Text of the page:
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Abuse cases grow in Portugal amid questions about Bishop Nobel

LISBON, Portugal (AP) — Cases of clergy sexual abuse are casting a shadow over the Catholic Church in Portugal, trapping top officials even as authorities struggle to explain why a Nobel Peace Prize-winning bishop was given sanctuary. at the center of accusations of sexual misconduct. .

Top Catholic leaders apologized over the weekend for decades of abuse and cover-up (current estimates number around 400 cases) and the Archbishop of Lisbon pleaded with the faithful not to lose faith in the church.

“Be confident that for our part we will do the best we can, with respect for the law and the Gospel,” Archbishop Manuel Clemente said after Sunday Mass.

Attention was focused on the Portuguese church authorities, as well as the Vatican, last week when the Holy See’s sexual abuse office confirmed a Dutch media report that in 2020 there had been secretly sanctioned Bishop Carlos Ximenes Belo, the revered hero of the independence of East Timor, a small former Portuguese colony in East Asia. Belo, who lives in Portugal, won the Nobel Peace Prize in 1996.

Other revelations unwelcome for the Portuguese church have piled up in recent days, just as Portugal looks to gain momentum to host World Youth Day next year in Lisbon. Pope Francis will attend the event, which is an important occasion in the Catholic calendar.

Portugal’s attorney general’s office confirmed to The Associated Press on Monday that the president of the Portuguese Episcopal Conference, Bishop José Ornelas, is being investigated for suspicions that he covered up for abusive priests in Mozambique, a former Portuguese colony.

Ornelas, who presides over Portugal’s world-famous Fatima shrine, has denied any wrongdoing or misconduct and has vowed to cooperate with any investigation, but the investigation has increased pressure on Portuguese church authorities.

Ornelas flew to Italy over the weekend for a private meeting at the Vatican with Francis, who also received his ambassador to Portugal. The Vatican did not provide details about the meetings.

Ornelas’s visit to the pope came two months after Lisbon Archbishop Clemente went to meet the pontiff amid a spate of allegations of child sexual abuse by priests and alleged cover-ups by senior members of the the Portuguese church.

The scandals came against a backdrop of revelations published by a secular committee investigating historic cases of sexual abuse in churches in Portugal. Since January, it has uncovered around 400 suspected cases. Previously, church officials had said they were aware of only a handful of cases.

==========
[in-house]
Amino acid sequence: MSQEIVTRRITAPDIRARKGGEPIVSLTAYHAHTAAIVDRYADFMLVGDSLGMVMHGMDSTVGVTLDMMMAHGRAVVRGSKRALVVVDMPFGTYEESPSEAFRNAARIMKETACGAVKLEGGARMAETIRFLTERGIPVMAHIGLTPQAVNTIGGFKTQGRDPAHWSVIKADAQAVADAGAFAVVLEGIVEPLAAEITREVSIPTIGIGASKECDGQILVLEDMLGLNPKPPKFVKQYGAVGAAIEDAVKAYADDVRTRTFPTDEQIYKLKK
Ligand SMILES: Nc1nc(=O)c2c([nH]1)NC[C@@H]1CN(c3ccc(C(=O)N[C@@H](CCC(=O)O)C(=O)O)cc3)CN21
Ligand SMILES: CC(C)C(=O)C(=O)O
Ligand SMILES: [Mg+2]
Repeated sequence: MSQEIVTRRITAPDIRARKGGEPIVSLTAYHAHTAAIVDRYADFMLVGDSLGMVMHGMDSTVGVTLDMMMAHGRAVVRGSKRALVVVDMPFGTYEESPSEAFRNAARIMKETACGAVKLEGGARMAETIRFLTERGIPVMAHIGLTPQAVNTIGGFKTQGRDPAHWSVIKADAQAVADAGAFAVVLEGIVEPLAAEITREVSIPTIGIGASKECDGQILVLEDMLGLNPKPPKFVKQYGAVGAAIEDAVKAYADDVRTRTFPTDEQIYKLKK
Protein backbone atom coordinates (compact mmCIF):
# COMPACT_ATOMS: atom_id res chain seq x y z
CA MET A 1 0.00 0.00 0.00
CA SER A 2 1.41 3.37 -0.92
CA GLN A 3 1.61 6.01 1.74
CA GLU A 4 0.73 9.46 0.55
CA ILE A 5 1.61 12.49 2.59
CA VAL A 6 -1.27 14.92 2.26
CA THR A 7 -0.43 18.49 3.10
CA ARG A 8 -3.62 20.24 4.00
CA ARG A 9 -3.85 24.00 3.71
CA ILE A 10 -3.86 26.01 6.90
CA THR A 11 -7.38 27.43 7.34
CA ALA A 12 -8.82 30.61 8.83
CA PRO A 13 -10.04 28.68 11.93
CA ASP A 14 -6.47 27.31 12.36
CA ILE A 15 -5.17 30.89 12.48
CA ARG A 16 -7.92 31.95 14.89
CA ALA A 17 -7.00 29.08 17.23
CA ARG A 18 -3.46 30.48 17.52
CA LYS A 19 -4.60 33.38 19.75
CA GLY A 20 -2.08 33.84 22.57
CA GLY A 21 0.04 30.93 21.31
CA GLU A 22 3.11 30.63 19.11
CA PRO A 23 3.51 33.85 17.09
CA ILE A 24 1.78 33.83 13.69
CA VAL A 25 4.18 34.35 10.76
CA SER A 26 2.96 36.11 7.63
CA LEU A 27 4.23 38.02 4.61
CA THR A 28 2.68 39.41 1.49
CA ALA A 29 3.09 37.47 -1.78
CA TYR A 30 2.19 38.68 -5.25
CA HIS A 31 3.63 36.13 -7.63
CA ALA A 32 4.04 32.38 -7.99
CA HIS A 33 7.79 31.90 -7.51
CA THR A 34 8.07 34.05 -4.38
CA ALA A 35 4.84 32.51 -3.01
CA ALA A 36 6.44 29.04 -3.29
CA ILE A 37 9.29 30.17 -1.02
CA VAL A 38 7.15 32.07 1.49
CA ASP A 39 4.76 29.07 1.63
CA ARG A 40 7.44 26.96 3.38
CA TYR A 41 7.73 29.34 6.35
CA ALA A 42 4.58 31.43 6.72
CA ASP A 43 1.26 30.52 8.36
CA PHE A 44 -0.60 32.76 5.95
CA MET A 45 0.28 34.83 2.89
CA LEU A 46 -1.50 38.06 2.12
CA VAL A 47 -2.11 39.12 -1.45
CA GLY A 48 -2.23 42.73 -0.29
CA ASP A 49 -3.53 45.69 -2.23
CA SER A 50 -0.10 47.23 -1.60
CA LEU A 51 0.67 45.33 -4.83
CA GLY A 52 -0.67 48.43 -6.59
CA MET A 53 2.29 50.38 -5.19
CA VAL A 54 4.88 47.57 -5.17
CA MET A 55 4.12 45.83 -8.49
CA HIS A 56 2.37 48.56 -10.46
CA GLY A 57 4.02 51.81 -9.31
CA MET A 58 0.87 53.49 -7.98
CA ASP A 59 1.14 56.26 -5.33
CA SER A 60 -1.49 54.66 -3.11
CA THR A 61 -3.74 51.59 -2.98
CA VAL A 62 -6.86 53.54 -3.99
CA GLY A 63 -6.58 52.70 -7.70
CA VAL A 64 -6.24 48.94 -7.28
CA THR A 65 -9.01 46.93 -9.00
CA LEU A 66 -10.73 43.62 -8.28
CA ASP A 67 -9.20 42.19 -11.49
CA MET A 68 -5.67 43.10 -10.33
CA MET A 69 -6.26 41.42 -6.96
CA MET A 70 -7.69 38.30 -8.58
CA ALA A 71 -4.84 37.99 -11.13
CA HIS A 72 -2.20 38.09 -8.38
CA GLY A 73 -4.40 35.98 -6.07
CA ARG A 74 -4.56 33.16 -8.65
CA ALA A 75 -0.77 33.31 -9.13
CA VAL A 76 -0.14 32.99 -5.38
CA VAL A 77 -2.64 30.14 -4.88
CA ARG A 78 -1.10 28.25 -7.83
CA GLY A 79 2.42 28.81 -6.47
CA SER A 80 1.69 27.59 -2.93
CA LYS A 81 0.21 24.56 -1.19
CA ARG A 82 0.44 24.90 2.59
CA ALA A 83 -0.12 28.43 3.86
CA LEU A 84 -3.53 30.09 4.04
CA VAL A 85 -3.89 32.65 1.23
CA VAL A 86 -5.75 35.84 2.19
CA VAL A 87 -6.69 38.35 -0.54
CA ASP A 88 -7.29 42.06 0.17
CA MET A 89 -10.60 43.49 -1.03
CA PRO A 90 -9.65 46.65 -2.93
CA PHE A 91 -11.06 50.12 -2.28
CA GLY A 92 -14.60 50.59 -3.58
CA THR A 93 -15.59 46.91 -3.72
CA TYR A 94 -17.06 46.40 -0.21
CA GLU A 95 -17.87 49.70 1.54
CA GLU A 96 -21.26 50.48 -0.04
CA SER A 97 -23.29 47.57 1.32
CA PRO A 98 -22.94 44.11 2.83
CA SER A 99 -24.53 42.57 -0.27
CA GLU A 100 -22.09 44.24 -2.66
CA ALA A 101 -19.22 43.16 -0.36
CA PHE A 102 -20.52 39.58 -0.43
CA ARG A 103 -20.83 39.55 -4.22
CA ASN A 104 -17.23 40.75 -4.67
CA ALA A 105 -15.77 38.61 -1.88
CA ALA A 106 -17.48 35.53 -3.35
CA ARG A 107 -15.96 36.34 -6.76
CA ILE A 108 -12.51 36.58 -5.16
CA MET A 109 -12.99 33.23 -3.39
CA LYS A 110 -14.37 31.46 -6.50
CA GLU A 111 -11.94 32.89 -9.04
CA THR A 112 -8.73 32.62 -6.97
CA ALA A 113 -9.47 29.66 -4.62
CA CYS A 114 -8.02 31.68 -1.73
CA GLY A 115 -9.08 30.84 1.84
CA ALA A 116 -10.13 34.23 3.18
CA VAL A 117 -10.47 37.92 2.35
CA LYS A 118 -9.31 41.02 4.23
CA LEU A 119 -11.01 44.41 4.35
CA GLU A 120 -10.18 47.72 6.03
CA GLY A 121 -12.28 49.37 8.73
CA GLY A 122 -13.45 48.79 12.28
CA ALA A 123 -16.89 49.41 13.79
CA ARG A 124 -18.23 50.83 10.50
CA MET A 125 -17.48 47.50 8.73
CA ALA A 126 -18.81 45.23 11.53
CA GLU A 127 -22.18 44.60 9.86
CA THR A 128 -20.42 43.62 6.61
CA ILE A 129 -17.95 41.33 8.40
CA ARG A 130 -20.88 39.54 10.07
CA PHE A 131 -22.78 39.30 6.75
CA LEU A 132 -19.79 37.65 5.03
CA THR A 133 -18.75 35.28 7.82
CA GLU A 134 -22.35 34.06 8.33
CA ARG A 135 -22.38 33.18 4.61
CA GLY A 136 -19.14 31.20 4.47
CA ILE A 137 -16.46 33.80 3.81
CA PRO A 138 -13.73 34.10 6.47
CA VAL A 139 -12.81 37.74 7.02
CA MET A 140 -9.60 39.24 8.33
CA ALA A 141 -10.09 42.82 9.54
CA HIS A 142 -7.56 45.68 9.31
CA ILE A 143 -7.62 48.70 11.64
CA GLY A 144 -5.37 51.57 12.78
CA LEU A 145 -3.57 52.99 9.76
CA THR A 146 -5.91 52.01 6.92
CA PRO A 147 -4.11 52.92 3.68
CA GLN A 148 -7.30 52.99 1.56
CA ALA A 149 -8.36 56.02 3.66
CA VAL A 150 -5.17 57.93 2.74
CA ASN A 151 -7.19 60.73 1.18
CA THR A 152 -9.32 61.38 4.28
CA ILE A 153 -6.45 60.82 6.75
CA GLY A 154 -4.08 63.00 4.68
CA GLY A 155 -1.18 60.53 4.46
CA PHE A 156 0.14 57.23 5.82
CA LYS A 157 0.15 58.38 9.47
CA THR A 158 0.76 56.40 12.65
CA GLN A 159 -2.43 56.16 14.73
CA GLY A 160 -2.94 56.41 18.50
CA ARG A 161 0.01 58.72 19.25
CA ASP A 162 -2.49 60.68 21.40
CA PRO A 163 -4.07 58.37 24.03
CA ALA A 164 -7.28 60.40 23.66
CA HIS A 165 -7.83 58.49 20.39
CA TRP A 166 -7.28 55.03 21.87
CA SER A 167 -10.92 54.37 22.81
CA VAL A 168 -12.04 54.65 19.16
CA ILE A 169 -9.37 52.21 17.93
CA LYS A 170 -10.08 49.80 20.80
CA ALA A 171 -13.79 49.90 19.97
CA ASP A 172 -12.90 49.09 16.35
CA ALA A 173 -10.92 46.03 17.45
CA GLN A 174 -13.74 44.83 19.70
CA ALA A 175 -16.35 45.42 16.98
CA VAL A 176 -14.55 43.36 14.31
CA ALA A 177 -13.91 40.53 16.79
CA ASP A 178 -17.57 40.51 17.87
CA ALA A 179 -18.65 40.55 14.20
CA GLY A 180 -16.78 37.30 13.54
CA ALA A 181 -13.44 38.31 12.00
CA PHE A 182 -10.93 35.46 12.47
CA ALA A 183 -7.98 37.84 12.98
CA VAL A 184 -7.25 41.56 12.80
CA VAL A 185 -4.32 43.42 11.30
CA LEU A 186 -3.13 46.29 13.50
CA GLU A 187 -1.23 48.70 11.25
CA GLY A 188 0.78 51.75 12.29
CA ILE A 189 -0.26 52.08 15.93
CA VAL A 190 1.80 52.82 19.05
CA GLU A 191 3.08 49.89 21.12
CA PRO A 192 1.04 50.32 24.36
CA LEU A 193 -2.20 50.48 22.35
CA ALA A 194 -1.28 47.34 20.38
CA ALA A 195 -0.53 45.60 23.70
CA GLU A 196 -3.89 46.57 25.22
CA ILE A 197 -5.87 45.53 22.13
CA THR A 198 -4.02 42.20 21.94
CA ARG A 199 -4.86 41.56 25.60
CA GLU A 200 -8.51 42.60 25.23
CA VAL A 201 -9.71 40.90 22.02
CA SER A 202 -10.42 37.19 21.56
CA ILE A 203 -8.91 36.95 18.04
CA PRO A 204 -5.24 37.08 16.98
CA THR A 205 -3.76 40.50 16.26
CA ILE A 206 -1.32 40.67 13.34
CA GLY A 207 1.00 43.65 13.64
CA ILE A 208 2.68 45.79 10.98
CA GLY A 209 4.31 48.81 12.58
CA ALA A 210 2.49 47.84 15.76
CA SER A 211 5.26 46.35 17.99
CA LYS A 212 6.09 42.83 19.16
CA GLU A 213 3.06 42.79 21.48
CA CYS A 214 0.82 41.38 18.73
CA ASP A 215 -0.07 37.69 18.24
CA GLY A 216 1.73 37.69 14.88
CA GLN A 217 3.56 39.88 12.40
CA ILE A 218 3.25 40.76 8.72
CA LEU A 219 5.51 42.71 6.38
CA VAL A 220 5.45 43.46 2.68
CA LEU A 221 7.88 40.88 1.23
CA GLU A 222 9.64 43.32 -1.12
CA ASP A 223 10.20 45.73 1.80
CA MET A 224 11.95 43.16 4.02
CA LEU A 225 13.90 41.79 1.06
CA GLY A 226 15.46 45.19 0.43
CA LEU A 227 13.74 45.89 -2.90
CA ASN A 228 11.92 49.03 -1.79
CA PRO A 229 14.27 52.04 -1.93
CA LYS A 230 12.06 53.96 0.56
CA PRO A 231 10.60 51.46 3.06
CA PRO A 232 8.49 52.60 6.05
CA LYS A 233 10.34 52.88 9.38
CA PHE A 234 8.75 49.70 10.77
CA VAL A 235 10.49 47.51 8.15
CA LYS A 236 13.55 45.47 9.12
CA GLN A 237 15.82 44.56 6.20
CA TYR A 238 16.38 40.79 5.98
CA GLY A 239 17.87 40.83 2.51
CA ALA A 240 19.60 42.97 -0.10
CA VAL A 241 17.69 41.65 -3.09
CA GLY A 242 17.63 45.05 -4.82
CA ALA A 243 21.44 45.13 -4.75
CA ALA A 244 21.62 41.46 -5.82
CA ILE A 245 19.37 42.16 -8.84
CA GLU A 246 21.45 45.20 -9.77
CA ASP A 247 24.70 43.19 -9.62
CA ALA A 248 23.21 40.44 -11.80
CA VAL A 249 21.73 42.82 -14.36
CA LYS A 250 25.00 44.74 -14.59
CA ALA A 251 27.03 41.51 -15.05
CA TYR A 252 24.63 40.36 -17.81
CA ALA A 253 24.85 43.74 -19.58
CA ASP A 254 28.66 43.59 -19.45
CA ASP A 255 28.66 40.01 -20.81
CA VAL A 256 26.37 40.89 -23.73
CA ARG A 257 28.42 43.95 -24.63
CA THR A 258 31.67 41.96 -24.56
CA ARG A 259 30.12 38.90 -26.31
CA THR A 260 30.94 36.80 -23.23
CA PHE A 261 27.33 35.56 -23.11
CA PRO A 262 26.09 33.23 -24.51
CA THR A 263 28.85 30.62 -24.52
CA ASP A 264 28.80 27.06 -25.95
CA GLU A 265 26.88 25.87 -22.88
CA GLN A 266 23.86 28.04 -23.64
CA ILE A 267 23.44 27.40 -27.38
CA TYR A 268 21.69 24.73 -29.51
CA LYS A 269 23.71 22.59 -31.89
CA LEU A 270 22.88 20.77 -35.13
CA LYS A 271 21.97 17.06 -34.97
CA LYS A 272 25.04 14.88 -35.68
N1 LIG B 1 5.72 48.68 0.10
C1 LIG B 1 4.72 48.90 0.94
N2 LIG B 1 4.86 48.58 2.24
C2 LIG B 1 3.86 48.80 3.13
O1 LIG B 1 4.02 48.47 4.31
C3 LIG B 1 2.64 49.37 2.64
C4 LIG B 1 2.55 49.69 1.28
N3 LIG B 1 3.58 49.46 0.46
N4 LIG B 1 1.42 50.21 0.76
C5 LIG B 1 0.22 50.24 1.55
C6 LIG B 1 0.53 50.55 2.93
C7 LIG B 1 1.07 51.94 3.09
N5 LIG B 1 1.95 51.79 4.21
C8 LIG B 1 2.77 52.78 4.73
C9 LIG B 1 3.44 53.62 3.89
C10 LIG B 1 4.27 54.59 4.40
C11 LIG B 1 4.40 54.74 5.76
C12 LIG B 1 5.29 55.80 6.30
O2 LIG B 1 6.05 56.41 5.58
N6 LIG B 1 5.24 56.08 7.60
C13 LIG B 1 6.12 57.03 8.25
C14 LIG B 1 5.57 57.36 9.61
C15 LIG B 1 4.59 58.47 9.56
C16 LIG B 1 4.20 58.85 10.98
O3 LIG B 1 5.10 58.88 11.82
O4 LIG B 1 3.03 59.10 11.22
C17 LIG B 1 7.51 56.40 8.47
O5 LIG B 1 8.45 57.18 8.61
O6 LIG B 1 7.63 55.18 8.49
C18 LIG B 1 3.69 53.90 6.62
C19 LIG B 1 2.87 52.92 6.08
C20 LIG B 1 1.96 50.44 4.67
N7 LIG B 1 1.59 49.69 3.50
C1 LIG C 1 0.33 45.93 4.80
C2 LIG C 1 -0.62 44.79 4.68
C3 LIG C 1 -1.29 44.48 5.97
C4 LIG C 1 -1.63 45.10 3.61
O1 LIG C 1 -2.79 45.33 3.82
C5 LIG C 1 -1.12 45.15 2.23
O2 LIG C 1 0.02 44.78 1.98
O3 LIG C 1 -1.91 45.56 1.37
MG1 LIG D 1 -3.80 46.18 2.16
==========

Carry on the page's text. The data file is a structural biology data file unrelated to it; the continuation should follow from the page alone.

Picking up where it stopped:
On Saturday, the diocese of Braga, in northern Portugal, issued an apology for the “pain and suffering” caused by allegations of sexual abuse against a local priest by men and women in the area. The alleged abuse occurred in the 1990s, with victims complaining that nothing happened after they sounded the alarm after the turn of the century.

Many unanswered questions remain about Belo’s time in Portugal. The Salesian missionary order to which he belongs said that he took him in at the request of his superiors. His current whereabouts are unclear.

The Vatican has banned Belo from having contact with minors or with East Timor, based on allegations of misconduct that reached Rome in 2019.

The East Timor Embassy in Lisbon did not immediately respond Monday to a request for comment on a Portuguese media report that, following revelations last week, it picked him up from a Salesian property in Lisbon and took him to a undisclosed location.

Belo has said he retired in 2002 for health reasons and to give newly independent East Timor a different church leadership. But a year after his retirement, Belo had been sent by the Vatican and the Salesians to Mozambique to work as a missionary priest. Portugal maintains close ties with the African country.

There, Belo has said, he spent his time “giving catechism to children, giving retreats to young people.”

The United Nations and advocates for victims have called on Francis to authorize an investigation about the circumstances surrounding Belo’s retirement in 2002, when he was 20 years short of normal retirement age, and why he was sent to Mozambique.

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